said controlling means comprises a microprocessor connected to said storing means and said demanded image means of said memory means for comparing said demanded image signals with said representation of existing electro-optic condition of said pixels and for generating control signals in response to said comparing, said control signals being supplied by said microprocessor to said driver means to produce said drive signals for said pixels.
6. A system as set forth in claim 4, wherein:
said memory means comprises means for storing a representation of the existing electro-optic condition of said pixels to simulate said display and demanded image means for generating demanded signals representative of the demanded image display sought on said array of pixels;
said controlling means comprises a microprocessor connected to said storing means and said demanded image means of said memory means for comparing said demanded image signals with said representation of existing electro-optic condition of said pixels and for generating control signals in response to said comparing, said control signals being supplied by said microprocessor to said driver means to produce said drive signals for said pixels.
7. A system as set forth in claim 5, further comprising ambient signal means responsive to the environment of said array of pixels, said ambient signal means being connected to said microprocessor for adjusting said control signals.
8. A system as set forth in claim 7, wherein said ambient signal means is responsive to the environmental temperature of the array of pixels.
9. A system as set forth in claim 7, wherein said ambient signal means is responsive to the ambient light conditions of said array of pixels.
10. A system as set forth in claim 4, wherein said system comprises means for identifying the pixel in the greatest danger of reaching said maximum bias violation tolerance.
11. A system as set forth in claim 4, wherein said system comprises means for reversing the polarity of the driver signals upon detection that a pixel is about to reach the maximum bias violation tolerance.
12. A system as set forth in claim 10, wherein said system comprises means for reversing the polarity of the driver signals upon detection that a pixel is about to reach the maximum bias violation tolerance.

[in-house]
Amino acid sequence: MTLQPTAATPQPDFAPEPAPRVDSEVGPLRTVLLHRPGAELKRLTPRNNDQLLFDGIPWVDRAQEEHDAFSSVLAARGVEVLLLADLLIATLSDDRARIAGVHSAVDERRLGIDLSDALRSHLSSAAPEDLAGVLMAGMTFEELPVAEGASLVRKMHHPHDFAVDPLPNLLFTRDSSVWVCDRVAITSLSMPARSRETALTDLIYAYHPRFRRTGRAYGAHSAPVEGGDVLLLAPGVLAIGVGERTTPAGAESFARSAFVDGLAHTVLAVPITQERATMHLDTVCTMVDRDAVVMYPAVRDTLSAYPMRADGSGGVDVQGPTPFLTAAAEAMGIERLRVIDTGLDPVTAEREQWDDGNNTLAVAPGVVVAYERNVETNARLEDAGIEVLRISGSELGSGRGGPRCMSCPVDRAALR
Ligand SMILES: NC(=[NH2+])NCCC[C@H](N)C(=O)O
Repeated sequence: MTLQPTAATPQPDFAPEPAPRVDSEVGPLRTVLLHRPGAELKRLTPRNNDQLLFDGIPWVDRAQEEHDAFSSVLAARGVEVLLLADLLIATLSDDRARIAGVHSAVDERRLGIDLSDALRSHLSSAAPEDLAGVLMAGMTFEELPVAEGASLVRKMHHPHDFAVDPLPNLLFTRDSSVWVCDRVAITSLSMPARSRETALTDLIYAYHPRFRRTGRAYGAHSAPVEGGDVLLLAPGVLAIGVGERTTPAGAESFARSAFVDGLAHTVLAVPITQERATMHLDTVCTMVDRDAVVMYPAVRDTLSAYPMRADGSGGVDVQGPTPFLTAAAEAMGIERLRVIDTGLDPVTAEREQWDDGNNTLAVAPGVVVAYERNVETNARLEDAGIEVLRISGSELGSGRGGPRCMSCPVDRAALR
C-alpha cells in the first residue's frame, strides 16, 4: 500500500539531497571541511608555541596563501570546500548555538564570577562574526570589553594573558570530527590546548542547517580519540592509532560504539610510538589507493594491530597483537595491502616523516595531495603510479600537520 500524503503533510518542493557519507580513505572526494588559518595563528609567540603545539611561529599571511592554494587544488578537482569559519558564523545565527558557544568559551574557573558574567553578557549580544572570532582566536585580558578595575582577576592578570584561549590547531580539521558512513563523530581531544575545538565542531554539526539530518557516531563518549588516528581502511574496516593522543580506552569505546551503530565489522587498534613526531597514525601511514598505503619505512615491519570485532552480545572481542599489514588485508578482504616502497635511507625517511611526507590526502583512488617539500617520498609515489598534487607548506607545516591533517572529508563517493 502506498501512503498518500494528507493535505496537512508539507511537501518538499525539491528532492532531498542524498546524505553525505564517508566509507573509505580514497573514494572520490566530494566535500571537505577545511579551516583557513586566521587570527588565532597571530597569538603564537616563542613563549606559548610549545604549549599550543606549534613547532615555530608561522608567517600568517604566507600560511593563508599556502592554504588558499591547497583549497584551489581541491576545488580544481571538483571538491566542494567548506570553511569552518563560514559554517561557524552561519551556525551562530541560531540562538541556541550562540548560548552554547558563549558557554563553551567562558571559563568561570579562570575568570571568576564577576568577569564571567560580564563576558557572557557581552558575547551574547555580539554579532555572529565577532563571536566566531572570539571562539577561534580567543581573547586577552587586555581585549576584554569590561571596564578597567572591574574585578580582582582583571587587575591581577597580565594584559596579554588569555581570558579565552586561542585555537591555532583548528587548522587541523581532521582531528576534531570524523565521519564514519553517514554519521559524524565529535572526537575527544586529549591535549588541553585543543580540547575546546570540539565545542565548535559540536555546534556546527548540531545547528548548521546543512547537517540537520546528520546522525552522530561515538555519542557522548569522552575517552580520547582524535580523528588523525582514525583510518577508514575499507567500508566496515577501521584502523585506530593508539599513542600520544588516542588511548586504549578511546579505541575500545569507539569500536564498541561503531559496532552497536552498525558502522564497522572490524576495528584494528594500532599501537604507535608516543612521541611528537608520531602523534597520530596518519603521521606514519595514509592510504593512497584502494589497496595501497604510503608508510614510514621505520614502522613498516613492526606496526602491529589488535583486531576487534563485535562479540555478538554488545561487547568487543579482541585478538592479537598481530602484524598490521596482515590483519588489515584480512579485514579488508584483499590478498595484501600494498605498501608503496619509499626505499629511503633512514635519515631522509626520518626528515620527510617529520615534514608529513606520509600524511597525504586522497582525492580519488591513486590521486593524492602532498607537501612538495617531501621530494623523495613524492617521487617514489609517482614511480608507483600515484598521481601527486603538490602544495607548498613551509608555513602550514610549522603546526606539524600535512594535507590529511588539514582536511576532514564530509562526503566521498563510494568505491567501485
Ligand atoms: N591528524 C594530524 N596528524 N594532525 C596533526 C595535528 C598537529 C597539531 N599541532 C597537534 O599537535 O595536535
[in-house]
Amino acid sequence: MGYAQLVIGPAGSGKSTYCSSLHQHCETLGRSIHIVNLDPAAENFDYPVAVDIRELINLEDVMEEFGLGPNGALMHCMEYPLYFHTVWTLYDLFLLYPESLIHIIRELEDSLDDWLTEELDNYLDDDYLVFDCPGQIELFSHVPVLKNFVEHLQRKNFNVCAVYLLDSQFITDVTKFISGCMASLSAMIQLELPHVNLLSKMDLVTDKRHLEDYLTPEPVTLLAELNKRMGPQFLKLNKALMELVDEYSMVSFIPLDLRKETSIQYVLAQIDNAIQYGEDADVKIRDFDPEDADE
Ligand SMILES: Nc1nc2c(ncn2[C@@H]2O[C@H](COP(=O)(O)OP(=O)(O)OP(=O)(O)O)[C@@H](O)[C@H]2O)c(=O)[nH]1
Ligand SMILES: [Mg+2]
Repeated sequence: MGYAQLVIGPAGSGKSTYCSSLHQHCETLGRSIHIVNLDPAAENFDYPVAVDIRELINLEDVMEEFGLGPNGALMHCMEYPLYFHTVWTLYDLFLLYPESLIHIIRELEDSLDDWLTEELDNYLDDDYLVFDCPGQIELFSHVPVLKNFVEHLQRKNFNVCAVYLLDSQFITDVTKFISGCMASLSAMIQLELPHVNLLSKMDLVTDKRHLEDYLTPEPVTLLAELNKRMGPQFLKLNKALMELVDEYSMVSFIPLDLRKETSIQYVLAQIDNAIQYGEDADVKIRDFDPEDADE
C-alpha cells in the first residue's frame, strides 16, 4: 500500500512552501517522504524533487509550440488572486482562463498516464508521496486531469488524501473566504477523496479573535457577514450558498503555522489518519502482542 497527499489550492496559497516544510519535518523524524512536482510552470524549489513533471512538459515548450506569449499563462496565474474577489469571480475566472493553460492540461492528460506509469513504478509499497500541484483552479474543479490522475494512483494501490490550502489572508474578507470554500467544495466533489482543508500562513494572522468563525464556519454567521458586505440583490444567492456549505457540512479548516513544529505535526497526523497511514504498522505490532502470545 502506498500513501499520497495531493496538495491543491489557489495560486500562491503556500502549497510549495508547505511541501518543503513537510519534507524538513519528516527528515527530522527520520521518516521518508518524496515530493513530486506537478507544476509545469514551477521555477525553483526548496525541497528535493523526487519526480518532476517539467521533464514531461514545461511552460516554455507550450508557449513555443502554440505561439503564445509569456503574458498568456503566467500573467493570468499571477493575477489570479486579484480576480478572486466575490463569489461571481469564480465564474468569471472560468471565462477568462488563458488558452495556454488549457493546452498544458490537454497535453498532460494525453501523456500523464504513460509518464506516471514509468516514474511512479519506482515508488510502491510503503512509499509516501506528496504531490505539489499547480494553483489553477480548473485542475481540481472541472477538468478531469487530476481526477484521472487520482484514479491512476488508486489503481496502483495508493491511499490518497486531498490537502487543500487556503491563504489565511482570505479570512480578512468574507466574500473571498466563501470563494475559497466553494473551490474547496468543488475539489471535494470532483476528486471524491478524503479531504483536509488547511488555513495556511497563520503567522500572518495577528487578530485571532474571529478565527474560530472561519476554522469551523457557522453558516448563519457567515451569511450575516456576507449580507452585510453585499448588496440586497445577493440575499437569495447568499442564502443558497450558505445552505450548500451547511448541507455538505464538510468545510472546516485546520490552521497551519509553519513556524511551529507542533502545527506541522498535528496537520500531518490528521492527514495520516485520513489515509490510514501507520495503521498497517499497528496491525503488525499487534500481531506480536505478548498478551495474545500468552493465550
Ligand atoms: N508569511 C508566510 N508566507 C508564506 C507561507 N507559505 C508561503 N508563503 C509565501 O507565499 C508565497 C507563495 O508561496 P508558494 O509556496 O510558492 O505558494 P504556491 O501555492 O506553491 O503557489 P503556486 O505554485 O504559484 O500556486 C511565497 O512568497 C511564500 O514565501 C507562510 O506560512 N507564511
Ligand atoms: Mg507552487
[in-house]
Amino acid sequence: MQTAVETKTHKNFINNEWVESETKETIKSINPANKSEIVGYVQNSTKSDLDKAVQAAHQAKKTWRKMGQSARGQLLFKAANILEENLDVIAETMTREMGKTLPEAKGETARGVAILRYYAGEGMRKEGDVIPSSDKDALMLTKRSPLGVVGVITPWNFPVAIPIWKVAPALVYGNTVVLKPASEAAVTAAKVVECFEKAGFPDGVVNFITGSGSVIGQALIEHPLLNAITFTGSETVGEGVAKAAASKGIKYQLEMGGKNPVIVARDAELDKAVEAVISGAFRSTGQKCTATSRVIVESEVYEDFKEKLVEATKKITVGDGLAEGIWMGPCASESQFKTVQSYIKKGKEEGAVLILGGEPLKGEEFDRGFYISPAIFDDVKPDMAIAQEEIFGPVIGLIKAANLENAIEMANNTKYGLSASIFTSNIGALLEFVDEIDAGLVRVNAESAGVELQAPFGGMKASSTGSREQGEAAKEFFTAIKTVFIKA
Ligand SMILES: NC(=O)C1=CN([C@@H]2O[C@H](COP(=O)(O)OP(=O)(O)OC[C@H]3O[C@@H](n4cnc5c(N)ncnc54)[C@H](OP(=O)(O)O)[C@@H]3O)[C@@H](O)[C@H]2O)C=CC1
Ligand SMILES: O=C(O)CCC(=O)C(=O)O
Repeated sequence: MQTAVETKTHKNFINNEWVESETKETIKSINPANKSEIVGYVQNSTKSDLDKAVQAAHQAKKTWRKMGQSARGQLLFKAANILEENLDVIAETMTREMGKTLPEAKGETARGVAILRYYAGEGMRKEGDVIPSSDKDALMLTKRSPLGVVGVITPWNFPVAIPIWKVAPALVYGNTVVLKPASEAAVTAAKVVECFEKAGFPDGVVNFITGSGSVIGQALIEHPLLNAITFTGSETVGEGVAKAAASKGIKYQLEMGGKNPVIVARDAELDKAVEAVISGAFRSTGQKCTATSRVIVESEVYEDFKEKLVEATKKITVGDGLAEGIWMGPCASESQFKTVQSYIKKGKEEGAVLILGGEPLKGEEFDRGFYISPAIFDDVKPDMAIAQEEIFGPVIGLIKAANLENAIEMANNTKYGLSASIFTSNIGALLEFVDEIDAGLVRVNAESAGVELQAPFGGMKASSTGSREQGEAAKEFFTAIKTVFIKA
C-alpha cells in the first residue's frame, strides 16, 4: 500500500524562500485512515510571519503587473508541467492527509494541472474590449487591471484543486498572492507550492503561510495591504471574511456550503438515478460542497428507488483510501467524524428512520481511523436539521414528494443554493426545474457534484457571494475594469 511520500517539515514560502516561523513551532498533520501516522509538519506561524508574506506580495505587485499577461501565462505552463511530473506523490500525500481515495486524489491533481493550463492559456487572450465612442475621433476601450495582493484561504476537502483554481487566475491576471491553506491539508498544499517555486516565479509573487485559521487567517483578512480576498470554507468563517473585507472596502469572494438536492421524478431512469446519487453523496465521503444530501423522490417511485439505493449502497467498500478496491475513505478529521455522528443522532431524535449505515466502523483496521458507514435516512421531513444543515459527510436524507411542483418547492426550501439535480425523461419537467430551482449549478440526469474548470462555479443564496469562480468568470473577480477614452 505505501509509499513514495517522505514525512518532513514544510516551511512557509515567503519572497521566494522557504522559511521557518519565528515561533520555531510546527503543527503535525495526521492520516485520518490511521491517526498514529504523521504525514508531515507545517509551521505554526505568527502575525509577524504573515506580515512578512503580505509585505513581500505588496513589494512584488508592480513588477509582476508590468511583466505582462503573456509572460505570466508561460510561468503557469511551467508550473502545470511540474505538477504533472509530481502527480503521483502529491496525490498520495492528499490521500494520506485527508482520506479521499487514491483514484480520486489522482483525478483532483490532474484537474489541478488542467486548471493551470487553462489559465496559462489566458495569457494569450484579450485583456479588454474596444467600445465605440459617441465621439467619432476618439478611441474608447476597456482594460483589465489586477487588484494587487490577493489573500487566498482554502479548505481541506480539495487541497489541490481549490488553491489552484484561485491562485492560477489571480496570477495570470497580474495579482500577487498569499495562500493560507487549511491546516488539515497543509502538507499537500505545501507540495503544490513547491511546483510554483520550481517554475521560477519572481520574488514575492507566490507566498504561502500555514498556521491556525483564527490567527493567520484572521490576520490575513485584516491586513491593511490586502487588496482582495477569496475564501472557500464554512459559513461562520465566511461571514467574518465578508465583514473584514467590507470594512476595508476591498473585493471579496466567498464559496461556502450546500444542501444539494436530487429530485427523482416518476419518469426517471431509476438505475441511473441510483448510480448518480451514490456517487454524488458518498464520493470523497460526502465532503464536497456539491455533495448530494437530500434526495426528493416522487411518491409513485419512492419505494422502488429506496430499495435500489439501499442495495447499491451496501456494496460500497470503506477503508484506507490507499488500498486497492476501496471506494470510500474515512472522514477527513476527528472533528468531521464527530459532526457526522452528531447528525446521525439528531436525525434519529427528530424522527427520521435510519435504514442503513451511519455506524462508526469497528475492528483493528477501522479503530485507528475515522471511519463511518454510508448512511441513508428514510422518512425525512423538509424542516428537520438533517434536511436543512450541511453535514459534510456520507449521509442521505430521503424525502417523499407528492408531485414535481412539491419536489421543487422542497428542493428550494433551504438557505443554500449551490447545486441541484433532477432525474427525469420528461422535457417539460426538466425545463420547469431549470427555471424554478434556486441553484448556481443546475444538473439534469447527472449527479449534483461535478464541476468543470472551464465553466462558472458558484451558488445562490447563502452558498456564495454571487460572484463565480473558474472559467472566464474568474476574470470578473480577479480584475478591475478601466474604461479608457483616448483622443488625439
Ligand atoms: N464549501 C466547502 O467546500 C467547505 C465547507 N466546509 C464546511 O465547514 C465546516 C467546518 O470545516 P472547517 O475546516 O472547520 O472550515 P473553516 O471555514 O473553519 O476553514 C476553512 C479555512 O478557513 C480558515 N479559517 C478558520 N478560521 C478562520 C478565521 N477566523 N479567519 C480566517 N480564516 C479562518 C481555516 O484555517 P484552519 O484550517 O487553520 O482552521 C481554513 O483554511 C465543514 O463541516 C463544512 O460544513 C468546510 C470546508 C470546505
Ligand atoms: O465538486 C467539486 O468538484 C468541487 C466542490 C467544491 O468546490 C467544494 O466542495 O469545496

14. A system as set forth in claim 1, wherein the sequence of driving the array of pixels is responsive to the existing electro-optic conditions on said pixels.

15. A system as set forth in claim 5, wherein said control signal produced for driving a pixel by said microprocessor is responsive to the gray on level appearing on proximately located pixels.

16. A system as set forth in Claim 1, wherein said drive signal is controllable to be at any level within the amplitude of the range of voltage levels which can be applied to the pixels.

17. A system as set forth in claim 5, wherein said drive signal is controllable to be at any level within the amplitude of the range of voltage levels which can be applied to the pixels.

18. A system as set forth in claim 6, wherein said drive signal is controllable to be at any level within the amplitude of the range of voltage levels which can be applied to the pixels.

22. A system as set forth in claim 1, wherein said means for controlling said drive signals comprises means for varying the frequency of the drive signal applied to individual pixels.

23. A system as set forth in claim 5, wherein said means for controlling said drive signals comprises means for varying the frequency of the drive signal applied to individual pixels.

24. A system as set forth in claim 6, wherein said means for controlling said drive signals comprises means for varying the frequency of the drive signal applied to individual pixels.

25. A system as set forth in claim 1, wherein said pixels are located between at least a single backplane and a single segment plane for their excitation, said driver means comprises means for selectively interchanging the function of the backplane with the function of the segment plane.

26. A system as set forth in claim 25, wherein the selective interchanging of the functions of segment plane and backplane is controlled in real time.

27. A system as set forth in claim 1, wherein said pixels are located between a plurality of backplanes and a plurality of segment planes for their excitation, said driver means comprises means for simultaneously driving at least two of said backplanes.